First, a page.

In the years just after the war, his works were irregularly performed and met with mixed reception. During these years he re-married to Wilhelmine Funck.

The mid 1920s marked his return to composition with the operas Gli Amanti Sposi (1925) andLa Vesta del Cielo (1927). In contrast, the 1930 were primarily dominated by instrumental music and the Italian songbookIl Canzoniere (1935) based on Tuscan folk poetry. Two of Wolf-Ferrari’s operas were premiered in the late 1930s,Il Campiello (1936) and La dama boba (1939).

In 1939 Wolf-Ferrari was appointed professor of composition at the Salzburg Mozarteum. After coming in contact with the virtuoso American violinist Guila Bustabo, Wolf-Ferarri composed his Violin Concerto in D major (1943), on which he inscribed ‘Guila Bustabo, in admiration.’  The premiere of the concerto was delayed due to the bombing of Leipzig and Munich. In response to the violence, Wolf-Ferarri fled to Austria. His final opera,Der Kuckuck von Theben (Gli dei a Tebe) was also premiered in 1943 in Hannover.

The Violin Concerto was premiered the next year with Bustabo and the Munich Philharmonic in Munich and later in Paris under Willem Mengelberg. In the following years, Wolf-Ferarri composed hisSinfonia Brevis (1944), Cello Concerto Invocazione (1945), Small concerto for Cor Anglais (1946) and his Duet for Viola d’amore and Viola da gamba (1946). The two works from 1946 were composed in Zürich, where he spent time with friends. He then moved back to Venice, where he died unexpectedly of a heart attack.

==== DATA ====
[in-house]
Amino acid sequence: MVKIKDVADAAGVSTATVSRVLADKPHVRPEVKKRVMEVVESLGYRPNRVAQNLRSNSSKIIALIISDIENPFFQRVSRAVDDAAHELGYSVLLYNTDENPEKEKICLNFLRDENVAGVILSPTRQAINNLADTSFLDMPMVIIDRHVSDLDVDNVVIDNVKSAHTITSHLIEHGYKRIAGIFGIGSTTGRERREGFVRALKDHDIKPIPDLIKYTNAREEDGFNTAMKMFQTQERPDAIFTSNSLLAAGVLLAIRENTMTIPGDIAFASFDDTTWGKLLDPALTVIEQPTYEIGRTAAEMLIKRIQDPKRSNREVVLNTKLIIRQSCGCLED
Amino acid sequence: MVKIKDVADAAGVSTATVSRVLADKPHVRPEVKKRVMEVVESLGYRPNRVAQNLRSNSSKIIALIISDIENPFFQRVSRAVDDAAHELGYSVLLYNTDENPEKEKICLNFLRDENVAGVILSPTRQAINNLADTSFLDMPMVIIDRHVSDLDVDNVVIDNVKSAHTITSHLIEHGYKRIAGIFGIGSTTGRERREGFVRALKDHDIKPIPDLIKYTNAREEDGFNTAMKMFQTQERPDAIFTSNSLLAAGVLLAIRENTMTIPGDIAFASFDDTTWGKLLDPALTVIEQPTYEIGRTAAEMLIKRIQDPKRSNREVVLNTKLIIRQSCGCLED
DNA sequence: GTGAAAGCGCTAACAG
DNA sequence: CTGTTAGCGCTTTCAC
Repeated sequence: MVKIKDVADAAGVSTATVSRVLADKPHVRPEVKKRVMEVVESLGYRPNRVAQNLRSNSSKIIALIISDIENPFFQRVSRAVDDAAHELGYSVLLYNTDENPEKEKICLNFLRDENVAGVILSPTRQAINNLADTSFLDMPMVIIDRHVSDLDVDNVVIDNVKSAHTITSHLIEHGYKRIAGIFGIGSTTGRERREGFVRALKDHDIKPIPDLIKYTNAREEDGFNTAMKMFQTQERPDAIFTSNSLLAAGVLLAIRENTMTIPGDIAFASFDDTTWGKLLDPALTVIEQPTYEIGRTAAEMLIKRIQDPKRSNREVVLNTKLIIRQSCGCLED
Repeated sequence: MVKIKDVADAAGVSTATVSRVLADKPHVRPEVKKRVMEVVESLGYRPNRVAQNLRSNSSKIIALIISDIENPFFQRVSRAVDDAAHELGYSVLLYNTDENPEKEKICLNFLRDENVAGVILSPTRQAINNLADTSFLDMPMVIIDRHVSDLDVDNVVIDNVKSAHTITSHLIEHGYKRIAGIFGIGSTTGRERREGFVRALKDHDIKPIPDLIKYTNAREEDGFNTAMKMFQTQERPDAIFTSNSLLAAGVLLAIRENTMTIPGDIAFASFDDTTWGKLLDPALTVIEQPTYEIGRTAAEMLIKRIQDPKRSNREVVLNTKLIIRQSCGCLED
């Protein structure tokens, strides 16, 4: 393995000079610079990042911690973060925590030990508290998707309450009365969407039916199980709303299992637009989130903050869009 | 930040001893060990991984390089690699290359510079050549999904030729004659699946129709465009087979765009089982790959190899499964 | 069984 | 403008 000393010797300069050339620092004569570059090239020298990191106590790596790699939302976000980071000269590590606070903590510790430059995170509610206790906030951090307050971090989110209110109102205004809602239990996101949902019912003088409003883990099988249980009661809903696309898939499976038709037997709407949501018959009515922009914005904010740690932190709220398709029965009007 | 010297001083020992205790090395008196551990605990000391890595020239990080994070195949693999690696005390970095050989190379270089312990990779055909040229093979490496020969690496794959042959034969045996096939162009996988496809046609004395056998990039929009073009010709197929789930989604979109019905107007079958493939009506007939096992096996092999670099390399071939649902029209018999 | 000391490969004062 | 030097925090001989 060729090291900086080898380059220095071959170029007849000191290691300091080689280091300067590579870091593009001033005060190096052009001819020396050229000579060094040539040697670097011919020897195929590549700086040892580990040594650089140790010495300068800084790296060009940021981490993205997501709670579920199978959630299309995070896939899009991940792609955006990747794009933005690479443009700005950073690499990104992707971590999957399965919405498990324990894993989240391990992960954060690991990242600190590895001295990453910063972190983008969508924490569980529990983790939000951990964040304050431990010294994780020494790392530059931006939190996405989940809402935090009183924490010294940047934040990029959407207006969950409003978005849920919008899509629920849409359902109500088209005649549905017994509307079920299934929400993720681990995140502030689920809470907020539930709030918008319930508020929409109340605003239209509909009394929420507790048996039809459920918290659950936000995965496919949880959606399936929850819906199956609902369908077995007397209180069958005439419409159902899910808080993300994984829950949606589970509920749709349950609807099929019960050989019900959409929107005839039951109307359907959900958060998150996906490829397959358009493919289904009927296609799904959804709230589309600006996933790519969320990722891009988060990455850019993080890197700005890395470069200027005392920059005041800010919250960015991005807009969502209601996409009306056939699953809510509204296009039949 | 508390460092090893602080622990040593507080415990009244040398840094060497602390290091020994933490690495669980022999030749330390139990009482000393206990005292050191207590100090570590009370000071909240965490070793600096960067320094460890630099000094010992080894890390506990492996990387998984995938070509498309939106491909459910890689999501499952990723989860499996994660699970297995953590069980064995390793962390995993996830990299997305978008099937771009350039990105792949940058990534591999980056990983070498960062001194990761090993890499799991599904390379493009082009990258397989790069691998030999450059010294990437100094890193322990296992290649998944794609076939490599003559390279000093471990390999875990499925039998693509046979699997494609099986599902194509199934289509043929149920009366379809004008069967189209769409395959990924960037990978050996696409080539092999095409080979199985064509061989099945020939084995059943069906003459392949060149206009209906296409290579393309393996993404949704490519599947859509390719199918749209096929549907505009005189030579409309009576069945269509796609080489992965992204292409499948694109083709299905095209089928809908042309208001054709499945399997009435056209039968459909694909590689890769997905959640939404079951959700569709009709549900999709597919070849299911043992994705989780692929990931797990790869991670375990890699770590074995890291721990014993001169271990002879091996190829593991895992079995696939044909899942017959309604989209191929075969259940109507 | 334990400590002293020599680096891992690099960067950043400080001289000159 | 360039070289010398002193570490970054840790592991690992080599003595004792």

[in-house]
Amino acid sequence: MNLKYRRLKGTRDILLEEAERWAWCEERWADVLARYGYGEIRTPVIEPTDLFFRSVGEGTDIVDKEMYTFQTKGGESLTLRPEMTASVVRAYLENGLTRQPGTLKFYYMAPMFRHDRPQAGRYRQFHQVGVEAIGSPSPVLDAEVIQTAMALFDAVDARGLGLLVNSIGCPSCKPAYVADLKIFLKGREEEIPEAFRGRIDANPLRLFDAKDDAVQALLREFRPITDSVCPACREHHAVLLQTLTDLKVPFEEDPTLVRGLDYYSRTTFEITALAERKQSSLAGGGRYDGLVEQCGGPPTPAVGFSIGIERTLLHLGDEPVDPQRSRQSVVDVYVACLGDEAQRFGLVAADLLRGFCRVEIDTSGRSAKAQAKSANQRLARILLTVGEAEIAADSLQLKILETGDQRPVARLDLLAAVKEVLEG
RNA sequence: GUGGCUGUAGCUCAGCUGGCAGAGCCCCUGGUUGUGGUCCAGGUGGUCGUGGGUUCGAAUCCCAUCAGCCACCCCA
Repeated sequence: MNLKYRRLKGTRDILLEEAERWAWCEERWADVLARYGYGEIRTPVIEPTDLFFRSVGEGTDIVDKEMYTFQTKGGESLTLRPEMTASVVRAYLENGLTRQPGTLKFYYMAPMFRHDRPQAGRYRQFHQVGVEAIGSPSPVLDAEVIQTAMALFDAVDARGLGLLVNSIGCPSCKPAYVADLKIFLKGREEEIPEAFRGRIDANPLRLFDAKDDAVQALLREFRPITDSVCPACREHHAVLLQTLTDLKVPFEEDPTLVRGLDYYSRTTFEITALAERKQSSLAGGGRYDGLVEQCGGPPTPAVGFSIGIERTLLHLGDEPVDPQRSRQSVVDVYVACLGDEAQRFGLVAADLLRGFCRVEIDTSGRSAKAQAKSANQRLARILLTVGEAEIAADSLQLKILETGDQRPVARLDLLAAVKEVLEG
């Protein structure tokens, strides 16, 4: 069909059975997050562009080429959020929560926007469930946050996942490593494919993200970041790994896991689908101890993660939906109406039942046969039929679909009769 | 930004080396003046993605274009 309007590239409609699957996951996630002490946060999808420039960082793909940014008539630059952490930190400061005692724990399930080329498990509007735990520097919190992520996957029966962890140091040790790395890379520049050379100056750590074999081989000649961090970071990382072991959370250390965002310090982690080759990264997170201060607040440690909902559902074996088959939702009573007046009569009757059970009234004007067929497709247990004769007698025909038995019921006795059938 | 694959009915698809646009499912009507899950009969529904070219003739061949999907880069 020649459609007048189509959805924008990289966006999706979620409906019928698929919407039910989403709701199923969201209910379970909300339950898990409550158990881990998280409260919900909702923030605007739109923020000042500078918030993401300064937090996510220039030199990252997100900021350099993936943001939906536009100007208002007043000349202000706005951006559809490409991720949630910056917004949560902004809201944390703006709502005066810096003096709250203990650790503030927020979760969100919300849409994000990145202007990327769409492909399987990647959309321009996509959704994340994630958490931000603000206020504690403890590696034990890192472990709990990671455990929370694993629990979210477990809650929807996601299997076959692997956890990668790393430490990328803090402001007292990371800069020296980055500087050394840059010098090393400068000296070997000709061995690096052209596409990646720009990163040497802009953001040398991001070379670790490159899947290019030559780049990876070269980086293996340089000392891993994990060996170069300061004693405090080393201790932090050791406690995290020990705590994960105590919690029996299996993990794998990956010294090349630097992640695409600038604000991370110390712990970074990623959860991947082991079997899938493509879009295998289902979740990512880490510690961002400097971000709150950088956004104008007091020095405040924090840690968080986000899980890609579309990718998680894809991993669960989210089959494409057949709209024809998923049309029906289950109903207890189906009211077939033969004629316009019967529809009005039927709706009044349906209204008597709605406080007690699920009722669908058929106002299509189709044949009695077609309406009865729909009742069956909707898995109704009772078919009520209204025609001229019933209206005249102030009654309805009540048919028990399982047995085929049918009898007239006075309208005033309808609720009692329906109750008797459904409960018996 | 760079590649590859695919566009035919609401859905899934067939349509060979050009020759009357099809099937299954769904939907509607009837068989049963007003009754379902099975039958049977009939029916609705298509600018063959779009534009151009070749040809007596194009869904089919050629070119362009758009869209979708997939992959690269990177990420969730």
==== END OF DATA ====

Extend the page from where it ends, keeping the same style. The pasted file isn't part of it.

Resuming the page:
Of Wolf-Ferrari’s early works, only his Serenade in E is representative of his later style. His other early works include many chamber pieces which are quite German in style and include theSinfonia da camera (1903), representing the influence ofMendelssohn, Schumann and Brahms. Wagner’s influence is also notable, especially in the Violin Sonata in A minor (1902), which echoes Tristan in the second movement. The extreme chromaticism is also reminiscent of Max Reger’s works.

Wolf-Ferrari’s La vita nuova was perhaps his most popular work, having been performed more than 500 times by 1937. However, it is important to note that only two of these performances took place in Italy. This orchestral-cantata owes a great deal to Bach and is at times similar to the music of Brahms.

A master of the opera-buffa style, Wolf-Ferarri’s first opera Cenerentola is just a precursor of the comedic style to come. His next works,Le donne curose andI quarto rust­­eghi, were inspired by works of Mascagni and Goldoni, respectively. Of Wolf-Ferrari’s instrumental music, hisIdillio-concertino for oboe (1932) was quite successful.­­­­­­ Other instrumental music was composed throughout the 1930s and includes hisSuite Concertino for bassoon (1932), Suite Venezianafor small orchestra (1936), a string quartet and a quintet.

Images courtesy of, and public domain